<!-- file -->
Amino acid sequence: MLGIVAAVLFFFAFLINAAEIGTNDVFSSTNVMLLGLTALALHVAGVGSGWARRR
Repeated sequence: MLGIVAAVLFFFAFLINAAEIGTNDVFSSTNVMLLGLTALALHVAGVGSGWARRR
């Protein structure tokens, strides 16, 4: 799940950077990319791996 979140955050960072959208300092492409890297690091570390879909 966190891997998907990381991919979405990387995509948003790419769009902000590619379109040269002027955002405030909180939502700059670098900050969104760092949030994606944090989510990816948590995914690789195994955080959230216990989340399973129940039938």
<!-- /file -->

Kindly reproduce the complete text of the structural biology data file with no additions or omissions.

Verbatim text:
Amino acid sequence: MLGIVAAVLFFFAFLINAAEIGTNDVFSSTNVMLLGLTALALHVAGVGSGWARRR
Repeated sequence: MLGIVAAVLFFFAFLINAAEIGTNDVFSSTNVMLLGLTALALHVAGVGSGWARRR
């Protein structure tokens, strides 16, 4: 799940950077990319791996 979140955050960072959208300092492409890297690091570390879909 966190891997998907990381991919979405990387995509948003790419769009902000590619379109040269002027955002405030909180939502700059670098900050969104760092949030994606944090989510990816948590995914690789195994955080959230216990989340399973129940039938």